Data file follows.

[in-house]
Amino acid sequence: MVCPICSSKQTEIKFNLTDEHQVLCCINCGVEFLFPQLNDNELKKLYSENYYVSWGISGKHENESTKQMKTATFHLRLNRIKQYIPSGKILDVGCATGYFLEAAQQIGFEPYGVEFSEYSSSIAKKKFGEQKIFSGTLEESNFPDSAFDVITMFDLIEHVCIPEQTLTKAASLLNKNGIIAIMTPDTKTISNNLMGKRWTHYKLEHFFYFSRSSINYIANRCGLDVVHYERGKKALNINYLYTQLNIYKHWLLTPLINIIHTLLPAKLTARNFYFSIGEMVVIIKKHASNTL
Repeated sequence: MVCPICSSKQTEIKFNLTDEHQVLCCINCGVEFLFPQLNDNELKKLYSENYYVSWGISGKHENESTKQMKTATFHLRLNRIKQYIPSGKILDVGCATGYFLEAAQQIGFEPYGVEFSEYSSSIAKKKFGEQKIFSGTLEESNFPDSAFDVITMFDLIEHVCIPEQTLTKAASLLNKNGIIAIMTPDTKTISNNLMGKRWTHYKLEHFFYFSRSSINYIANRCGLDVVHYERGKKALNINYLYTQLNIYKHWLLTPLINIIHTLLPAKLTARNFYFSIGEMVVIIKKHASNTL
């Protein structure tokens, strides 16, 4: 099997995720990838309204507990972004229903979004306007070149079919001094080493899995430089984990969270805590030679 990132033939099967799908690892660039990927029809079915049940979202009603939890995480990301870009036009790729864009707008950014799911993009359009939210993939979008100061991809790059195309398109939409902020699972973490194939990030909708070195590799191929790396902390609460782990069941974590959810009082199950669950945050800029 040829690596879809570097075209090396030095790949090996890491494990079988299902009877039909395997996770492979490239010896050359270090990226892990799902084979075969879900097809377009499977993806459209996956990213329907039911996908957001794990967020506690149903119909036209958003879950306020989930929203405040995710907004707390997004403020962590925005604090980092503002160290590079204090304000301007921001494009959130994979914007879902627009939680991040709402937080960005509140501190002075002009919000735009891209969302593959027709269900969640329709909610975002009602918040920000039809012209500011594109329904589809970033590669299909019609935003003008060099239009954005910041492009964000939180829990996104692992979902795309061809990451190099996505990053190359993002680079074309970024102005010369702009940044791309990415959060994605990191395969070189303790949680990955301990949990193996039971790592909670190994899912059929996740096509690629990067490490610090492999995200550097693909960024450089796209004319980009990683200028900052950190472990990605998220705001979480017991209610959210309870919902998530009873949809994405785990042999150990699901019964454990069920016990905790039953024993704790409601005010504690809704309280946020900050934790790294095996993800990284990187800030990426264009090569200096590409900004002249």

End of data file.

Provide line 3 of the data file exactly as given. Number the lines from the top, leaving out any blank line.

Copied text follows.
Repeated sequence: MVCPICSSKQTEIKFNLTDEHQVLCCINCGVEFLFPQLNDNELKKLYSENYYVSWGISGKHENESTKQMKTATFHLRLNRIKQYIPSGKILDVGCATGYFLEAAQQIGFEPYGVEFSEYSSSIAKKKFGEQKIFSGTLEESNFPDSAFDVITMFDLIEHVCIPEQTLTKAASLLNKNGIIAIMTPDTKTISNNLMGKRWTHYKLEHFFYFSRSSINYIANRCGLDVVHYERGKKALNINYLYTQLNIYKHWLLTPLINIIHTLLPAKLTARNFYFSIGEMVVIIKKHASNTL